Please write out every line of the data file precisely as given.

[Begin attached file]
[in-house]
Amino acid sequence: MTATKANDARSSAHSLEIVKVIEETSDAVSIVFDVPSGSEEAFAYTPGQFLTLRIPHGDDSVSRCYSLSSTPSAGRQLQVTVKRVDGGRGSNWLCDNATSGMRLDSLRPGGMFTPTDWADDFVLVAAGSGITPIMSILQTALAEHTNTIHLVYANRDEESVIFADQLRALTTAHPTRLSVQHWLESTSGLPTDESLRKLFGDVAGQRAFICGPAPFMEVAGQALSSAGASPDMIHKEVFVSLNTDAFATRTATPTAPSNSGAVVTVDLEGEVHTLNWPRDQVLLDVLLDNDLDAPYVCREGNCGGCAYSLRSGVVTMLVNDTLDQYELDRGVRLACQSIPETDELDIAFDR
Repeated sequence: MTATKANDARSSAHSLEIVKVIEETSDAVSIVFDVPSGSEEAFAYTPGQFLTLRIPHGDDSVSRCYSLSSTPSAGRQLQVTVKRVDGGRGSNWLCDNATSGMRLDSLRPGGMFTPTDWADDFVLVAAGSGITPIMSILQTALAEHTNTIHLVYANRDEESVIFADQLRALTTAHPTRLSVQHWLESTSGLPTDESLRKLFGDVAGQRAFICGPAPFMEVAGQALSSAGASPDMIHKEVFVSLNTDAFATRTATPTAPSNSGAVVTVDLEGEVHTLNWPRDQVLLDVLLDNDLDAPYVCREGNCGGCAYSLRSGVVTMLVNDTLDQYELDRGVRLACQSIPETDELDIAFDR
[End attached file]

[in-house]
Amino acid sequence: MTATKANDARSSAHSLEIVKVIEETSDAVSIVFDVPSGSEEAFAYTPGQFLTLRIPHGDDSVSRCYSLSSTPSAGRQLQVTVKRVDGGRGSNWLCDNATSGMRLDSLRPGGMFTPTDWADDFVLVAAGSGITPIMSILQTALAEHTNTIHLVYANRDEESVIFADQLRALTTAHPTRLSVQHWLESTSGLPTDESLRKLFGDVAGQRAFICGPAPFMEVAGQALSSAGASPDMIHKEVFVSLNTDAFATRTATPTAPSNSGAVVTVDLEGEVHTLNWPRDQVLLDVLLDNDLDAPYVCREGNCGGCAYSLRSGVVTMLVNDTLDQYELDRGVRLACQSIPETDELDIAFDR
Repeated sequence: MTATKANDARSSAHSLEIVKVIEETSDAVSIVFDVPSGSEEAFAYTPGQFLTLRIPHGDDSVSRCYSLSSTPSAGRQLQVTVKRVDGGRGSNWLCDNATSGMRLDSLRPGGMFTPTDWADDFVLVAAGSGITPIMSILQTALAEHTNTIHLVYANRDEESVIFADQLRALTTAHPTRLSVQHWLESTSGLPTDESLRKLFGDVAGQRAFICGPAPFMEVAGQALSSAGASPDMIHKEVFVSLNTDAFATRTATPTAPSNSGAVVTVDLEGEVHTLNWPRDQVLLDVLLDNDLDAPYVCREGNCGGCAYSLRSGVVTMLVNDTLDQYELDRGVRLACQSIPETDELDIAFDR